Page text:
Manly beauty: what can boxers tell us about 18th century masculinity? Part III

Boxers The other men in William Hogarth’s March of the Guards to Finchley (1750) that I want to talk about are the boxers. In the painting, so evocatively displayed at London Museum, a bare-knuckle prize-fight takes place in the middle-ground. This was a boxing booth opened by James Figg in 1719 on Tottenham Court Road, … More Manly beauty: what can boxers tell us about 18th century masculinity? Part III

Rough and brave: what can soldiers tell us about 18th century masculinity? Part II

Guardsmen Let me begin with the guardsmen at the heart of William Hogarth’s The March of the Guards to Finchley (1750), the subject of a great exhibition at the Foundling Museum. They are an evocative depiction of the troubling charms of the soldier. In the eighteenth century, officers might be considered examples of idealised masculinity: … More Rough and brave: what can soldiers tell us about 18th century masculinity? Part II

Pugnacious and patriotic: what can soldiers and boxers tell us about 18th century masculinity? Part I

Recently, I had the privilege of talking about William Hogarth’s The March of the Guards to Finchley (1750) in one of the talks accompanying the Foundling Museum’s 2019 Exhibition Hogarth & The Art of Noise. This is a jewel of an exhibition – small and perfectly formed – which explores Hogarth’s abilities to conjure the … More Pugnacious and patriotic: what can soldiers and boxers tell us about 18th century masculinity? Part I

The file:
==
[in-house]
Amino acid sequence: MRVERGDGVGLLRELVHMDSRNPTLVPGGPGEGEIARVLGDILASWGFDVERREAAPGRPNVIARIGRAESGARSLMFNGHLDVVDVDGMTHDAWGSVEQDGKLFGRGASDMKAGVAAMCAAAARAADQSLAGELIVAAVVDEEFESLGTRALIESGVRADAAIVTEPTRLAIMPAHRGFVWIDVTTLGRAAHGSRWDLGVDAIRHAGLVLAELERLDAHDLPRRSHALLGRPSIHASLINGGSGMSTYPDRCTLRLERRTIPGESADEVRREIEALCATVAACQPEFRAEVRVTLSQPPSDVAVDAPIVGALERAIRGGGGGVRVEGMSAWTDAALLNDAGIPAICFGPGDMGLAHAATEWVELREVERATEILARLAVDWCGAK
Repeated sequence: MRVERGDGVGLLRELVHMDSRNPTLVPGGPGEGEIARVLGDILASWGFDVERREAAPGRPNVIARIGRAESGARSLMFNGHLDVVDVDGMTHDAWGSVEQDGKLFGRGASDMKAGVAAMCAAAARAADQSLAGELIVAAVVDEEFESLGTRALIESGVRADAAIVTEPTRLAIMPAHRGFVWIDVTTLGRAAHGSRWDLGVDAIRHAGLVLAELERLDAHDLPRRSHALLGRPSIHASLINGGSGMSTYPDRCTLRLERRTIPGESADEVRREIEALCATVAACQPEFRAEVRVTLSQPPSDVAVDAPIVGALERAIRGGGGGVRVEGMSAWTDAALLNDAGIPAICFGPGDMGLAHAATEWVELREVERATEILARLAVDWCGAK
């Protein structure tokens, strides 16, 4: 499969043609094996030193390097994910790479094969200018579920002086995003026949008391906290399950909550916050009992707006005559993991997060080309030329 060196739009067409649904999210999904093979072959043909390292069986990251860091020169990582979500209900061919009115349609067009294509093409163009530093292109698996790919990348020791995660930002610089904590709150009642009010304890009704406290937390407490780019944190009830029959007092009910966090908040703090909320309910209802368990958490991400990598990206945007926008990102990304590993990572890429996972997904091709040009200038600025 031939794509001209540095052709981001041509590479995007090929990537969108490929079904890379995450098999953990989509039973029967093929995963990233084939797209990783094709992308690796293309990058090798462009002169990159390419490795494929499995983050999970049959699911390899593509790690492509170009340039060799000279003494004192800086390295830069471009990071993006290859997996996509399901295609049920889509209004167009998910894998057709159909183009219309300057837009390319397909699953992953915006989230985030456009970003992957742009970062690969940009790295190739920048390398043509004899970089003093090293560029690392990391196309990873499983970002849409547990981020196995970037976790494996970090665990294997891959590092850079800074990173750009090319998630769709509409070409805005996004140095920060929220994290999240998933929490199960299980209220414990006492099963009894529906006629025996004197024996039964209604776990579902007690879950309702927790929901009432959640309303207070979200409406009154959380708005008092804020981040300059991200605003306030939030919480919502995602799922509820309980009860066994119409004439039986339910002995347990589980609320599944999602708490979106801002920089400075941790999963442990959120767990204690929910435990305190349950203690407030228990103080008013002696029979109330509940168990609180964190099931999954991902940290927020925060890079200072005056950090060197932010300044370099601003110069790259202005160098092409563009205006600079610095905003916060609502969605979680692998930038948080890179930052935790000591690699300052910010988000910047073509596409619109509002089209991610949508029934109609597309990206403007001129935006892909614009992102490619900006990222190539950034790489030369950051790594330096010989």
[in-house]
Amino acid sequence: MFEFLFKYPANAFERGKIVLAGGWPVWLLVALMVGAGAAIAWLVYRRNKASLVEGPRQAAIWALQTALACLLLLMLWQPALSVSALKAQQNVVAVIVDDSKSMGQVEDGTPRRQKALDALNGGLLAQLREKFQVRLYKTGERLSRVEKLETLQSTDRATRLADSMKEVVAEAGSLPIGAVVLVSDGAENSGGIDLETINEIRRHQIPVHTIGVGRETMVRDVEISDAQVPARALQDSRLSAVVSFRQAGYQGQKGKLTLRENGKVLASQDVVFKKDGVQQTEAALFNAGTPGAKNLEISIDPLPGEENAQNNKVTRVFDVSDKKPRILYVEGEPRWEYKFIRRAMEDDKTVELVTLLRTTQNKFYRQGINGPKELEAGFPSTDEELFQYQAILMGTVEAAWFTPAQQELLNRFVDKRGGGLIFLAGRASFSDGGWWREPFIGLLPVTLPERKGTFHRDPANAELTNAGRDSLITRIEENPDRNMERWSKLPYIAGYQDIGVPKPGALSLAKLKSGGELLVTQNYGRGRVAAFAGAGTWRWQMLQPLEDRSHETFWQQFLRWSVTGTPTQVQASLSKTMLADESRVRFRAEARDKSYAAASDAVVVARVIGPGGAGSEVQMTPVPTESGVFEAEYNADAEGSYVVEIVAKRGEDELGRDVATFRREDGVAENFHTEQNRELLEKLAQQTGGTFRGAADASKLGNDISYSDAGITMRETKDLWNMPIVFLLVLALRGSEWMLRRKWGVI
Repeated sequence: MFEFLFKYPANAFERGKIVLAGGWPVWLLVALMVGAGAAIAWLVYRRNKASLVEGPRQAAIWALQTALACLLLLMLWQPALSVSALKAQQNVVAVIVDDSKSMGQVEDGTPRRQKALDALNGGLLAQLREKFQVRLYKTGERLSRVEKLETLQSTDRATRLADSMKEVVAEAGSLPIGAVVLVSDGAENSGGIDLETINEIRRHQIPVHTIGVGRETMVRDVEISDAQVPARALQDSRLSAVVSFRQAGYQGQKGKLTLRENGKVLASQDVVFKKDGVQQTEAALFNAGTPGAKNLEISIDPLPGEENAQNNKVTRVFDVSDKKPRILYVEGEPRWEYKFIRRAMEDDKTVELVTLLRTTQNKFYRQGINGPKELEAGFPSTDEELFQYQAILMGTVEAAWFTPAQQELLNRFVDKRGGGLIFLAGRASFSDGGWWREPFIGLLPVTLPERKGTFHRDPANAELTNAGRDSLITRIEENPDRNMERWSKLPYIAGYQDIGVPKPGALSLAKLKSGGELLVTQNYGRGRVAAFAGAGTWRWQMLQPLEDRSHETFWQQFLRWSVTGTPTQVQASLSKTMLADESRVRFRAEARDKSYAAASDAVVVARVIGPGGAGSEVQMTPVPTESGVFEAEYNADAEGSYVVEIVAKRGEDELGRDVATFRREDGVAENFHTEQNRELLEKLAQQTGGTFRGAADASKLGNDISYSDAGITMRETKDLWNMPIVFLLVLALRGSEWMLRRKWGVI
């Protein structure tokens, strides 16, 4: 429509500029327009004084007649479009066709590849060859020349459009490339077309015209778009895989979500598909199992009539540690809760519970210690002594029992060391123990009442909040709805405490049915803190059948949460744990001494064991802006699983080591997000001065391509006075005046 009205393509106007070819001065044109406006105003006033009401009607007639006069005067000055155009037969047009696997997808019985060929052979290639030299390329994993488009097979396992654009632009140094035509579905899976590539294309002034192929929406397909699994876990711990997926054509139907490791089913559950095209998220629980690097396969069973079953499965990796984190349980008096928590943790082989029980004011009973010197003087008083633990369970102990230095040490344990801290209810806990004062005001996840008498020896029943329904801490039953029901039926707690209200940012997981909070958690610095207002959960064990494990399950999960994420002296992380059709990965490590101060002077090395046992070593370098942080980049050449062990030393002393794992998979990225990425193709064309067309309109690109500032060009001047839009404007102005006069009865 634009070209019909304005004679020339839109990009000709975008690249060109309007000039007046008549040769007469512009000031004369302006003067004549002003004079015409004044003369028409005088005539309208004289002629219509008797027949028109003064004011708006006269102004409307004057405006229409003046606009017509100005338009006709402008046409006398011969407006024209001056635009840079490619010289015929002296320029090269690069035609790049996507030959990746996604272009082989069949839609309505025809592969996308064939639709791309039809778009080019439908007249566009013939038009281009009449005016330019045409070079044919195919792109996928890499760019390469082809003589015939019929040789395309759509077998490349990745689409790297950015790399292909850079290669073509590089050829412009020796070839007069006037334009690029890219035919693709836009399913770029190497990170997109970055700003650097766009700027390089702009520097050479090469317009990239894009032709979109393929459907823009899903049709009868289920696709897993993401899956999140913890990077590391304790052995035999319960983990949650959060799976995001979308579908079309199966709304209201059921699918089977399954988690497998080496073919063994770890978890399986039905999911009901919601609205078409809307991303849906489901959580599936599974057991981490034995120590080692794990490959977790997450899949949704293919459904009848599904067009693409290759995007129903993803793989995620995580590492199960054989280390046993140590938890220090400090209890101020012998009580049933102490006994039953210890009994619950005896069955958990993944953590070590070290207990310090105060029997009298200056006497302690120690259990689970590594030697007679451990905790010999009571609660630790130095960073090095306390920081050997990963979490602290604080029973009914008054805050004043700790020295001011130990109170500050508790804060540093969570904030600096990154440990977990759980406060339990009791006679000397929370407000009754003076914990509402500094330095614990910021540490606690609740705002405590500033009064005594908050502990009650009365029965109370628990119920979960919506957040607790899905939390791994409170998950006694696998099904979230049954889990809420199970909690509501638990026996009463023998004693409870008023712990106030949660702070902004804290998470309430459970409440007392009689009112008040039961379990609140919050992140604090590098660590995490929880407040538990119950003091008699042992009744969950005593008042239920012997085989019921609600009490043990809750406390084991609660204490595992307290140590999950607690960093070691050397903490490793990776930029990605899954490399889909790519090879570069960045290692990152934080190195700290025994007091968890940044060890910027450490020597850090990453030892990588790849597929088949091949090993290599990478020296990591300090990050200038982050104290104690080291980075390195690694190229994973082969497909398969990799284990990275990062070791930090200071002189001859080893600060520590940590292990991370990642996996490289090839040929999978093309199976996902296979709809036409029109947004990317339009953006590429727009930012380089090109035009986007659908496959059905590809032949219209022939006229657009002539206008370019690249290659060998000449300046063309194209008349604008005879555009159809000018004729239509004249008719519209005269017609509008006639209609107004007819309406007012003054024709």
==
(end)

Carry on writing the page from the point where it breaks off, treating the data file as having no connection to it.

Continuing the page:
Making links: revisiting my research on men, emotions, and identities

Introduction In early June 2016 I gave my professorial inaugural lecture (yes, three years ago, just before we heard the results of the Brexit referendum, when the world seemed very different). I have not had a chance to work on my blog since then, subjected to a relentless series of publication deadlines. Now I’ve got … More Making links: revisiting my research on men, emotions, and identities

Sex and the marital relationship in the eighteenth century

Sex and the Church: Religion, Enlightenment and the Sexual Revolution, a book that I co-authored with William Gibson, was published in hardback two years ago. Hugely busy, neither of us had much opportunity to promote it. It has done quite well since, thankfully, and has just been published as a paperback this month. It is … More Sex and the marital relationship in the eighteenth century

Emotional Lives, Intimacy, and Identity in 18th and 19th Century England

If you would like to see my inaugural lecture, you can find it in this link here! I talk about three emotions or feelings – anxiety, anger, and loss – through the lens of the anxious father, the angry husband, and the tearful sailor.My aim is to demonstrate the ways in which different models of … More Emotional Lives, Intimacy, and Identity in 18th and 19th Century England

The doll’s house and its links with home and identity

My previous post discussed the role of the dolls’ house as a tool for teaching girls and women in the past about their feminine roles and duties. Dolls’ houses also evoke strong feelings in people who own or interact with them. They have a powerful emotional dimension, even for those who stand in museums and wonder … More The doll’s house and its links with home and identity

Controlling a small world: dolls’ houses and gender roles

I had the great pleasure of attending and talking at a symposium on dolls’ houses recently; a fascinating event organised around Liza Antrim’s dolls’ house collection part of which was on display at No. One Royal Crescent, Bath (check out the exhibition’s Pinterest board). The miniaturization of the domestic in the form of the dolls’ house … More Controlling a small world: dolls’ houses and gender roles